How to Create a Windows Vista Boot Disk in OS X

by J.S. Copper
Justin Sullivan/Getty Images News/Getty Images

Mac OS X includes a great application called Disk Utility that makes it extremely easy to create bootable disks from image files. In order to make a bootable disk for Windows Vista, you must have an image of the Vista installation disc on your computer and USB drive or DVD to copy the image to. While the process may sound a bit confusing, it is fairly simple in execution.

Step 1

Create an image of the Vista DVD if you have not already. Insert the Windows Vista disk into your computer and open Disk Utility (Applications > Utilities). Highlight the Vista disk in Disk Utility's sidebar and select "New Image" from the toolbar. Name the file, select a spot to save it and leave the rest of the settings alone. Select "Save" to create the image.

Step 2

Insert your USB flash drive into the computer. Highlight it from within Disk Utility's sidebar.

Step 3

Select the "Partition" tab. Set the Volume Scheme to "1 Partition." Click "Options" and select "Master Boot Record." Select "Apply." This formats the USB drive as a Windows boot disk.

Step 4

Highlight the USB flash drive within Disk Utility once more. Select "Restore" this time.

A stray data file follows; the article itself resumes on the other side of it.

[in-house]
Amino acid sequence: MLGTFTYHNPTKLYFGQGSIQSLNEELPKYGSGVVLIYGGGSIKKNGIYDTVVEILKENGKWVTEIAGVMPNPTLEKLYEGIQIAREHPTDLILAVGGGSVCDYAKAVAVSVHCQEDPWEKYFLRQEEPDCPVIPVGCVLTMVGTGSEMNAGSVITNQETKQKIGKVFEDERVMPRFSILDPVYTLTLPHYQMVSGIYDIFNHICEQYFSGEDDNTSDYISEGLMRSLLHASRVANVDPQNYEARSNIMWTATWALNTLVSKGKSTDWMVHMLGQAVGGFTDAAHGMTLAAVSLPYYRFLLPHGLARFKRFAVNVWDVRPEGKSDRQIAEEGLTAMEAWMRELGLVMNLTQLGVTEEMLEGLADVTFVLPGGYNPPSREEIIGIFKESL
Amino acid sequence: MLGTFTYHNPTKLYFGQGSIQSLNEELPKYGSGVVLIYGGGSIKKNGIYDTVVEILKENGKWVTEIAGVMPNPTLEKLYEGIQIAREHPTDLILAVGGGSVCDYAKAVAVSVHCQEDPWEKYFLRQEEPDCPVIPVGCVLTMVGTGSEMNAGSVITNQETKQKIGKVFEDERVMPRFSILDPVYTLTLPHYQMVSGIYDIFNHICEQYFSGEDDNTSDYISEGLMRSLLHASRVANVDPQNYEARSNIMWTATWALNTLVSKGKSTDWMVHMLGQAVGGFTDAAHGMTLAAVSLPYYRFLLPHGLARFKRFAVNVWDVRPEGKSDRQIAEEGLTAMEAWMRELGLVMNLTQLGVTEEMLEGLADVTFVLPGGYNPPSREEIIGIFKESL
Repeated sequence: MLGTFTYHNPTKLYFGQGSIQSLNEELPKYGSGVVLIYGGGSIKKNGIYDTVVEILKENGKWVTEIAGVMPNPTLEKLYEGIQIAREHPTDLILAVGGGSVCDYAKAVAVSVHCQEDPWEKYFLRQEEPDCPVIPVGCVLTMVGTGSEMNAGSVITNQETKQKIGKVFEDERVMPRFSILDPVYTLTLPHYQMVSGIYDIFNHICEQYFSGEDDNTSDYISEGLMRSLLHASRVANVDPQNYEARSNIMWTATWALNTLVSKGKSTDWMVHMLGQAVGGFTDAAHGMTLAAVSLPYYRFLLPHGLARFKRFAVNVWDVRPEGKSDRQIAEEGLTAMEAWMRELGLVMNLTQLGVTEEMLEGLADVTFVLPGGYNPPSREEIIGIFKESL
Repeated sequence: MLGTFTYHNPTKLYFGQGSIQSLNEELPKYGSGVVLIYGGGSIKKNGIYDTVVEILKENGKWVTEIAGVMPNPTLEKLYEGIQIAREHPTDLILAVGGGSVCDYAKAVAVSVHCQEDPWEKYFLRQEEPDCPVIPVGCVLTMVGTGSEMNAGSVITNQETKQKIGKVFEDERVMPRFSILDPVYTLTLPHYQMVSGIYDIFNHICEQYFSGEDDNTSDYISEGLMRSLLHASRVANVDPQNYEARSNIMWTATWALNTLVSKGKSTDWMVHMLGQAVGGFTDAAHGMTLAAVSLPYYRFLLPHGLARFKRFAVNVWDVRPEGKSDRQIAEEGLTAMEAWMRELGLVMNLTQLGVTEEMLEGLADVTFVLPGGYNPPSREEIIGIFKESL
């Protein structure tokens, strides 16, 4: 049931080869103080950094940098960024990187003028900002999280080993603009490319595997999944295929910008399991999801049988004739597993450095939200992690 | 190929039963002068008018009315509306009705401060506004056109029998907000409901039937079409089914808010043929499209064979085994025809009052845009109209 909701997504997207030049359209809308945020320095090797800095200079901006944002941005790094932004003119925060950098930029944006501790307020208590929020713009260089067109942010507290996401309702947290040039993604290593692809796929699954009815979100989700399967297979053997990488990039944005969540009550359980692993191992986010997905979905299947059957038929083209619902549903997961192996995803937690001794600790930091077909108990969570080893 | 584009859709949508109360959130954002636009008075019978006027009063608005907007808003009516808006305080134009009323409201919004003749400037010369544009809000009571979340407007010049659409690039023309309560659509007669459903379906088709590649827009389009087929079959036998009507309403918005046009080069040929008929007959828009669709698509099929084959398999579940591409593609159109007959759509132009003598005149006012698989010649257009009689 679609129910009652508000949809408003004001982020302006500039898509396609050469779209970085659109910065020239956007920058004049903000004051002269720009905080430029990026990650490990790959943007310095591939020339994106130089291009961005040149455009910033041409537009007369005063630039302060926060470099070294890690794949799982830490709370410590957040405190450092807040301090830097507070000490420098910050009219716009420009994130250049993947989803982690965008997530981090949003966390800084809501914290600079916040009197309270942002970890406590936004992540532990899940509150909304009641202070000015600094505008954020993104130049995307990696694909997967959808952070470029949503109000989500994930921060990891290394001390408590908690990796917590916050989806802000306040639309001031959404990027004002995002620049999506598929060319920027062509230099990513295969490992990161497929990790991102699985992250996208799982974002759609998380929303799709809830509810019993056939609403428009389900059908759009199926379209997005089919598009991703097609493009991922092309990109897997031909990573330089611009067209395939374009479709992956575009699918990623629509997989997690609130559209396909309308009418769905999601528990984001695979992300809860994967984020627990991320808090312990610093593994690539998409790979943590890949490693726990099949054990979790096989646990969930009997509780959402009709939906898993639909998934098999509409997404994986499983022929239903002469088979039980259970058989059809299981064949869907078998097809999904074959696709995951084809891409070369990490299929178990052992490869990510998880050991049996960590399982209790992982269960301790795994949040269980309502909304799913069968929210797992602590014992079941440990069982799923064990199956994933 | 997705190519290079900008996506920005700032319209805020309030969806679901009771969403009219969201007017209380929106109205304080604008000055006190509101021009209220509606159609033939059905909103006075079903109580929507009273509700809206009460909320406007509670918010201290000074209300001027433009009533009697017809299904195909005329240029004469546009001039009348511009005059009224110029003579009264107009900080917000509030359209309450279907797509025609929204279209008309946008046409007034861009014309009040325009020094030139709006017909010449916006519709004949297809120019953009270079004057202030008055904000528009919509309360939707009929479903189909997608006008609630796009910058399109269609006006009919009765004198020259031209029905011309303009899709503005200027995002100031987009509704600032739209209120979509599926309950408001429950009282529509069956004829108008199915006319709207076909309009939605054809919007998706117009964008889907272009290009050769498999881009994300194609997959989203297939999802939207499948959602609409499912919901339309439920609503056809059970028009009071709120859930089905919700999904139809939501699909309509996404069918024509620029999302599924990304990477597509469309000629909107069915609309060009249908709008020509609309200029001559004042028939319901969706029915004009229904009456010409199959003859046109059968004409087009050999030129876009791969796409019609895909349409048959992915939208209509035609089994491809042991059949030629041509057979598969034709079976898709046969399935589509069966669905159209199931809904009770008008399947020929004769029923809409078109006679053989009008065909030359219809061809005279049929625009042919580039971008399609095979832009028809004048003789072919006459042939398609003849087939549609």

Drag the the image file created in Step 1 to the "Source" box. Drag the flash drive from the sidebar to the "Destination" box. Select "Restore" and confirm the warning dialog that pops up. It will take a few minutes to mount the Windows Vista disk to the flash drive. Once it's complete, you will be able to boot into the disk on a PC system.


  • If you would like to create the disk using a DVD instead of USB flash drive, double-click the created image file (.dmg) to mount it in Finder. Open Disk Utility and insert a blank DVD. Highlight the Vista image in the sidebar and select "Burn." Select your DVD burner and confirm, the image will begin burning to the DVD.


Photo Credits

  • Justin Sullivan/Getty Images News/Getty Images

About the Author

J.S. Copper began writing professionally in 2008, specializing in technology, running and health-related topics. He has worked with a handful of technology websites providing tutorials, tips and tricks. Prior to writing, Copper worked in Web design

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